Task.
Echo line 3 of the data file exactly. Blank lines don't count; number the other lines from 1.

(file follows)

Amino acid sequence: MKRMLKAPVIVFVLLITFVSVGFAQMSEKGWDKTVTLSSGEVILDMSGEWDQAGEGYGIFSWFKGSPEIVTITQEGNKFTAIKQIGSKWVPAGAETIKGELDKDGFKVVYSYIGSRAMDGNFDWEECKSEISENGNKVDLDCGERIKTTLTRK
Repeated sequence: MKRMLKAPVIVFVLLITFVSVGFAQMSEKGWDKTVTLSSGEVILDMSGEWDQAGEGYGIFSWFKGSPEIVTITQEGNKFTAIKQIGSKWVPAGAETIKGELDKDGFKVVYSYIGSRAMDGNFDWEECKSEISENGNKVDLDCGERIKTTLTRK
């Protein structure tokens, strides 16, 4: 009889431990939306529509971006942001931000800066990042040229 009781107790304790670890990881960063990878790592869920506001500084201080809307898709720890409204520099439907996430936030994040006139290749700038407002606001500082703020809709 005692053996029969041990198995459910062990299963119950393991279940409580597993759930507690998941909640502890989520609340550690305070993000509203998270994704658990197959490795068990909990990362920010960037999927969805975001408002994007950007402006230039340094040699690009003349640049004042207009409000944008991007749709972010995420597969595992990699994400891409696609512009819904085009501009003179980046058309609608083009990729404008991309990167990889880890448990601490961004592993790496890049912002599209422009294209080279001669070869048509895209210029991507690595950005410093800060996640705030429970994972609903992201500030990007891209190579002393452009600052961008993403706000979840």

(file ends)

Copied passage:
């Protein structure tokens, strides 16, 4: 009889431990939306529509971006942001931000800066990042040229 009781107790304790670890990881960063990878790592869920506001500084201080809307898709720890409204520099439907996430936030994040006139290749700038407002606001500082703020809709 005692053996029969041990198995459910062990299963119950393991279940409580597993759930507690998941909640502890989520609340550690305070993000509203998270994704658990197959490795068990909990990362920010960037999927969805975001408002994007950007402006230039340094040699690009003349640049004042207009409000944008991007749709972010995420597969595992990699994400891409696609512009819904085009501009003179980046058309609608083009990729404008991309990167990889880890448990601490961004592993790496890049912002599209422009294209080279001669070869048509895209210029991507690595950005410093800060996640705030429970994972609903992201500030990007891209190579002393452009600052961008993403706000979840």